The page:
This is probably what you'd look like at the end of this post
I think everyone will agree that the best way to eat right is to eat plenty of nutritious foods and, if possible, eat only nutritious foods. And hence the nutrition concepts concepts such as paleo, primal, eat real food, GAPS, WAPF etc. are pretty awesome. Forget the different diets circling around the internet. Forget high fat low carb. Forget moderate protein. Forget macronutrient ratios. The concept of good nutrition is that quality of food is paramount. As long as one eats foods that are devoid of anti-nutrients and wholesome and unprocessed, it can be accepted that the said person is ‘eating right’.
So in as little words as possible, any good diet concept should preach the following.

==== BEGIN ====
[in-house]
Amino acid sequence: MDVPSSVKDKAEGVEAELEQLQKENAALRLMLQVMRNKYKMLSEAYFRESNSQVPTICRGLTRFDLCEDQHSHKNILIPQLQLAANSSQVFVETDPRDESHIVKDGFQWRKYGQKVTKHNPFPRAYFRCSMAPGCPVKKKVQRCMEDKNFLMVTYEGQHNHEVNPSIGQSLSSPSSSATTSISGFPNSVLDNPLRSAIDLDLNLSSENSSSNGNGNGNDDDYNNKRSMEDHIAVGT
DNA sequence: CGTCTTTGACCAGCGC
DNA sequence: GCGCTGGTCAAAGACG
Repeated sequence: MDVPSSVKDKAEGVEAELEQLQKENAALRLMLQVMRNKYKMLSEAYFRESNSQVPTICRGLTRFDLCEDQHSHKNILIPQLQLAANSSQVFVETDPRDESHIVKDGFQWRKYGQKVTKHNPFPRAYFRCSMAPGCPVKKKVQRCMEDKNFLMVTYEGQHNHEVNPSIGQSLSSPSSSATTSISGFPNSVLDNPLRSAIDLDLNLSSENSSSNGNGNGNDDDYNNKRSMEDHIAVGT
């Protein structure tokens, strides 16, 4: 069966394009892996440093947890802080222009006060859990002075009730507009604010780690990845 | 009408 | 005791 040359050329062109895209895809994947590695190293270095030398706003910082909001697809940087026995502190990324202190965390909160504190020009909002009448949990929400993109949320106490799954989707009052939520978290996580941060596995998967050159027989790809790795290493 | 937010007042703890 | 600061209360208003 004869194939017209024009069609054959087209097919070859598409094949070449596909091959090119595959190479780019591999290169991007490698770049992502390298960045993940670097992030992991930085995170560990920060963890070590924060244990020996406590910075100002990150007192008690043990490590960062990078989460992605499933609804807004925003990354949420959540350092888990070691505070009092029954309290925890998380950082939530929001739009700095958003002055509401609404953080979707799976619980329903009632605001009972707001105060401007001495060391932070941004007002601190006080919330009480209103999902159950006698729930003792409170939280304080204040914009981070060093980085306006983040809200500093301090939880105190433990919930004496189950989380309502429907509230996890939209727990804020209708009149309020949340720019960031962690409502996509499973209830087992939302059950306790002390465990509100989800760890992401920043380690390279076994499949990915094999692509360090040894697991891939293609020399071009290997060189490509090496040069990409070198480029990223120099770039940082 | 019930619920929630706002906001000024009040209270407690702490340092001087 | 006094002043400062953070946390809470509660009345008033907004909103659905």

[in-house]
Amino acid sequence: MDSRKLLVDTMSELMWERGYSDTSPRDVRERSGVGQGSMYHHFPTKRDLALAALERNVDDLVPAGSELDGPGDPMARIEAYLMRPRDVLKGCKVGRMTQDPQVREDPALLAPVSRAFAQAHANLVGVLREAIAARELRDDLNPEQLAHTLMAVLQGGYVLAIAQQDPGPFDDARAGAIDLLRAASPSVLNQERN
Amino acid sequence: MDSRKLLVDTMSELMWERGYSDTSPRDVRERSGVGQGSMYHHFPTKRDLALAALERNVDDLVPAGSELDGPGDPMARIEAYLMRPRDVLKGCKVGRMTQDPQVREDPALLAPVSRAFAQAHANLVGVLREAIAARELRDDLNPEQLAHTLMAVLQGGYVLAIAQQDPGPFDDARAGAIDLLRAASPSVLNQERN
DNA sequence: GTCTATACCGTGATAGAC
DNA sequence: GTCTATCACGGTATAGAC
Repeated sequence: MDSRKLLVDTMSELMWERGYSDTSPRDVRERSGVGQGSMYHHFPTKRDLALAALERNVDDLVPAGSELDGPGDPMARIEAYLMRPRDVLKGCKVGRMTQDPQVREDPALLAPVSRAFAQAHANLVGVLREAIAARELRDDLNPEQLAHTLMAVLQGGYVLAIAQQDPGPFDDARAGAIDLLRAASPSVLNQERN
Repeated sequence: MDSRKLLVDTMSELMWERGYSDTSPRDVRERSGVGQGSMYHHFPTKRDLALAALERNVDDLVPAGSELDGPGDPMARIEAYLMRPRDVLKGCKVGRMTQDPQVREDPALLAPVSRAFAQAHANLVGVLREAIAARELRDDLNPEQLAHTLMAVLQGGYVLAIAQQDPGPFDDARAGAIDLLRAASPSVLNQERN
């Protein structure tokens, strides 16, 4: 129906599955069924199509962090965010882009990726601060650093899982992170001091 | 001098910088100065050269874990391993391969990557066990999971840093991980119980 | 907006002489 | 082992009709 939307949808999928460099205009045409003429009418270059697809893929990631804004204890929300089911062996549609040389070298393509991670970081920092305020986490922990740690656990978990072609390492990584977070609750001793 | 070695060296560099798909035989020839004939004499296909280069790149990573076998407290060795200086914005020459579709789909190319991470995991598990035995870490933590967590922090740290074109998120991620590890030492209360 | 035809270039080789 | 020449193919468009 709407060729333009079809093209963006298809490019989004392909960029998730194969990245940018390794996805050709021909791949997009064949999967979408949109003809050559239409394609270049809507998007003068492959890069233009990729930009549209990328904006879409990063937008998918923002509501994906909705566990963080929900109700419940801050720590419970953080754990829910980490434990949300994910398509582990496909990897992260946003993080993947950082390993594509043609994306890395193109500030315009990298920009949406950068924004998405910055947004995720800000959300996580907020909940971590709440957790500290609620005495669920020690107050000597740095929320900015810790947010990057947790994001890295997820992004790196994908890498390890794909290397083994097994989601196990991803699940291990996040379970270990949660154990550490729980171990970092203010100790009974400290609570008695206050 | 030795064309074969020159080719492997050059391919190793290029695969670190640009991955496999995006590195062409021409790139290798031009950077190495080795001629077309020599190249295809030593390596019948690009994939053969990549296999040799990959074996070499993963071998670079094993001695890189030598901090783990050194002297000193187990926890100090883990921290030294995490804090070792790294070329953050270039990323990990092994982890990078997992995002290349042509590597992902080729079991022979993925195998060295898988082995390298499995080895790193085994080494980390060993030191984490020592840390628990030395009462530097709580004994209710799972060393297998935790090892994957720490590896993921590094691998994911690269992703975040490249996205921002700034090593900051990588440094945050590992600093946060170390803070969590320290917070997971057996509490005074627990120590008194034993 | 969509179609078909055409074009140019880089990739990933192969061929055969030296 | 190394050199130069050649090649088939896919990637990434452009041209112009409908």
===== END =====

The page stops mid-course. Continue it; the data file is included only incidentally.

- Eat meat, whole eggs, vegetables, roots, tubers, fruits, unprocessed whole dairy and nuts.
- Stay away from any and all potentially allergenic grains like wheat.
- Stay away from any and all legumes, beans and lentils unless they are soaked/fermented.
- Stay away from anything processed.
As you can see, the emphasis here is staying away from all foods that could potentially hurt you and eating only foods that are benign. And as it turns out, the foods that don’t hurt you are actually filled with plenty of nutrients and actually help you w.r.t health and longevity. Now getting into a little more detail, the following minutiae really matter.
- Red meat is great but all red meat should be grass-fed/finished.
- Poultry is healthy but all poultry should be free range.
- Seafood is filled with nutrients but all seafood should be wild caught.
- Whole eggs are more loaded than multi-vitamin tablets but all eggs should be organic and free range.
- Vegetables and fruits are king but all vegetables and fruits should be organic.
- Dairy, and especially dairy fat, is healthful but all dairy should be from grass-fed animals or should at least be organic.
What’s the problem really?